Recycling your old clothes

Rags_by_Shaire_Productions_-bigger.jpgIt's a new season, and with it comes new styles, and new clothing. What can you do with your clothes to reduce waste going to landfill?

Clothing, shoes and fabrics in good condition can be swapped, donated or sold to someone else who can re-use them. You can also mend or alter your clothes to create a new look.

Did you know that you can also recycle your old textiles that are just too worn out for re-use? 

Textile recycling

Textile recyclers turn old clothing, shoes and fabrics into new products. Materials are sorted, cleaned and turned into industrial rags (called 'wipers'), or they're shredded down for stuffing or fibre recycling.  Textile recyclers usually pre-sort materials to separate any reusable clothing first - these are sent for resale.

In Toronto, collection boxes on street corners and parking lots operated by charities and businesses accept clothing and fabrics - reusable material is sent for resale and the rest is recycled. Major retailers like American Eagle Outfitters and H&M also now accept clothing for reuse or recycling.

What can cities do?

The City of Toronto doesn't have a coordinated textile recycling program (yet!), but other cities are taking steps to keep textiles from getting thrown out in landfills or incinerators.

San Francisco just started a city-wide textile program to coordinate the collection, reuse and recycling of unwanted clothing and shoes. The City is using new collection bins (situated near every apartment building) and coordinating existing clothing charities with the goal of reducing the estimated 39 million pounds of clothing sent to landfill each year. Clothes and shoes in good condition will be sorted for reuse, but worn out textiles will be recycled.

In Ontario, the town of Kawartha Lakes launched a door to door collection to recycle worn out clothing and fabrics that aren't suitable to be donated for reuse.

 

Here's our top list for what to do with your old clothing and fabrics:

Clothing_by_Deann_Barrera.jpgIn great condition:
1. Swap with a friend! Organize your own clothing swap, or attend an organized one (check out Swap Don't Shop on July 13)
2. Sell your old clothes for cash at a consignment shop, flea market or online (ebay or kijiji)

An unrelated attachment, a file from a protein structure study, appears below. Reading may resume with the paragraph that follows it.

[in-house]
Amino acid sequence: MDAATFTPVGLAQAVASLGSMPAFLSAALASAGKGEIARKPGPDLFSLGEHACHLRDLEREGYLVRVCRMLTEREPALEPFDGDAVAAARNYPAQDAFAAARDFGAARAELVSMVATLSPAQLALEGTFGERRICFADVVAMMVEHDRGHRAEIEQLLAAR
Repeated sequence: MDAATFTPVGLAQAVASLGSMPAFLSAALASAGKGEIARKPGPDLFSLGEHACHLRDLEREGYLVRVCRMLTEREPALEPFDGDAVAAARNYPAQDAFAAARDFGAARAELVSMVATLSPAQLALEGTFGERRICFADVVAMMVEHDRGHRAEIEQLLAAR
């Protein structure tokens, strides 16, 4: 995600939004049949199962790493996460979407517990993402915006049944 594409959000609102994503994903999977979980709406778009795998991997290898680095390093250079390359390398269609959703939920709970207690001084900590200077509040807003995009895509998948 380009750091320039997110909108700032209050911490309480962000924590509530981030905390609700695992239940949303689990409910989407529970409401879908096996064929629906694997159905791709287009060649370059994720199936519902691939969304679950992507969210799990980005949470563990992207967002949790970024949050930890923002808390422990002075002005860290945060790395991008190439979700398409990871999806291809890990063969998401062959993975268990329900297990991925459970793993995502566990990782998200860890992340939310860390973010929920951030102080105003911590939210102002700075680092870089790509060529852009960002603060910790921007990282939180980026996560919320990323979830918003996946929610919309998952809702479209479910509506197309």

3. Donate to a charity - Goodwill and Salvation Army accept clothing donations to sell at low cost in community stores. Other charities also accept clothing - Dress for Success provides used business clothing for low-income women job seekers.

Sewing_Kit_by__arch190.jpgNeed some love:
4. Mend your clothes - grab a needle and thread or if you need some help? Local dry-cleaners also offer mending or altering services, or get free help from the folks at Repairathon!
5. Alter your clothes - turn a long sleeve shirt into a short sleeve summer top, or cut off some old jeans for shorts.
6. Turn your old clothes, sheets and fabrics into scraps for crafts.
7. Use old fabrics for rags - use rags for cleaning instead of disposable paper towels.

Too far gone:

While the City of Toronto doesn't operate textile recycling programs yet, there are some private recycling programs.
8. Charity clothing drop off bins - While these focus on reusable clothing, Textile Waste Diversion says that materials collected in its bins are recycled into industrial rags or fibres if not reused.
9. Store drop off bins - If you're in a shopping mall, American Eagle Outfitters and H&M - collect textiles for reuse or recycling in all Toronto stores - and both provide a voucher for a discount on your next purchase.

By redirecting your clothing to another use, you'll keep your clothes out of landfill and maybe get a great new wardrobe in the process!

Tell us about what you repaired, swapped or recycled on the Waste Free Challenge #4 - Think Twice Before You Buy.


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  • commented 2016-12-18 18:48:17 -0500
    Can anyone advise what I should do with leather shoes that are beyond repair and I don’t feel right about throwing it into the landfill? Where can I recycle it?